These minute descriptions of attacks, especially one by the PFLP in February 1969 and an abduction by ‘Brazilian rebels’ in 1970-1971 are the real bonus of this monograph. These attacks - and the response by the Swiss authorities - have indeed not been investigated thoroughly before. Guttmann unearths fascinating new details, e.g. on how, at first the Swiss authorities decided on a solo run in dealing with the PFLP hijacking of a Swissair plane, thereby safeguarding their declaratory policy of neutrality. However, when some of the communications with the terrorists and the media got messed up, Swiss crisis managers very quickly accepted US assistance, abandoning a position of neutrality.

Guttmann then continues to describe Swiss participation in UN negotiations on some of the first international counterterrorism conventions, and on how Swiss diplomats were instructed to ‘find an elegant way of doing nothing’ when confronted with US demands in initiating new resolutions and conventions. The chapters on the formation and functioning of the Club de Berne are equally fascinating – especially Guttmann’s assessment that its inception, and the way intelligence sharing worked and was prompted, had everything to do with a joint European stance against Palestinian activism and terrorism, resting on the willingness to engage in large scale intelligence sharing with Israel.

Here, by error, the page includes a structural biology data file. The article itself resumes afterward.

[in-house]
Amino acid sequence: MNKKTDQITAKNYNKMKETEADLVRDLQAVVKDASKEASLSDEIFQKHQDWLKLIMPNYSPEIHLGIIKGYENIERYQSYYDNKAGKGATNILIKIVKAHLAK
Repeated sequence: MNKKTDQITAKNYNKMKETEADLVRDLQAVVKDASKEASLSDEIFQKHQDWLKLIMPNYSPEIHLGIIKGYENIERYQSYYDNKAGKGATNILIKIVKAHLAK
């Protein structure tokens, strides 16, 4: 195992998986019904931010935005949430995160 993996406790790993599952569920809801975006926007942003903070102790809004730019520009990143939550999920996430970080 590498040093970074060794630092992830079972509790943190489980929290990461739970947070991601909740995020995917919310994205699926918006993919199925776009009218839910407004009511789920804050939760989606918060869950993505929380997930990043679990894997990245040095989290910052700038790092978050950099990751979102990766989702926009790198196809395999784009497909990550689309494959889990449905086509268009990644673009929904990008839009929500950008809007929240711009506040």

Guttmann study’s chief merit consists of her ‘thick’ descriptions of a number of attacks and the measures taken to counter terrorism in the 1970s in Switzerland, as well as in her reconstruction of the Swiss participation in UN negotiations and its role in the Club de Berne. That said, the absence of a proper conceptual or interpretative framework makes itself felt throughout the book. Mostly in the way the author keeps reiterating Swiss official self-assessments of its government as an ‘important security partner’ or being ‘very well prepared’. She is also bestowing the epithet ‘balanced and coherent’ to an approach, that - as emerges from the author’s own account - relied on luck and ad hoc measures as much as on strategic depth of insight. On the other hand, the author assumes a quite moralistic tone in the conclusion when she appears to blame the Swiss authorities for ‘violating neutrality’. Yet, if the history of terrorism and counterterrorism teaches us anything, it is that questions of legitimacy, constitutional norms and traditions in international relations may be challenged overnight following a major attack or crisis, and might subsequently experience a total overhaul. Understanding how that happens, under what conditions, how countries and governments respond differently to international crises or to public calls for better security are at least as important as unearthing new details on past attacks. It also needs to be said that the subtitle of this volume is misleading; in the end it was not Switzerland that was ‘at the Forefront of Crisis Negotiations etc.’ but countries like West-Germany and Italy, prompted by the US – something which does not really transpire from Guttmann’s work.

About the Reviewer: Beatrice de Graaf holds a chair on the History of International Relations and Global Governance at the University of Utrecht, The Netherlands She is a member of the Netherlands Royal Academy of Sciences and of the European Council on Foreign Relations.

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Perspectives on Terrorism is  a journal of the Terrorism Research Initiative and the Center for Terrorism and Security Studies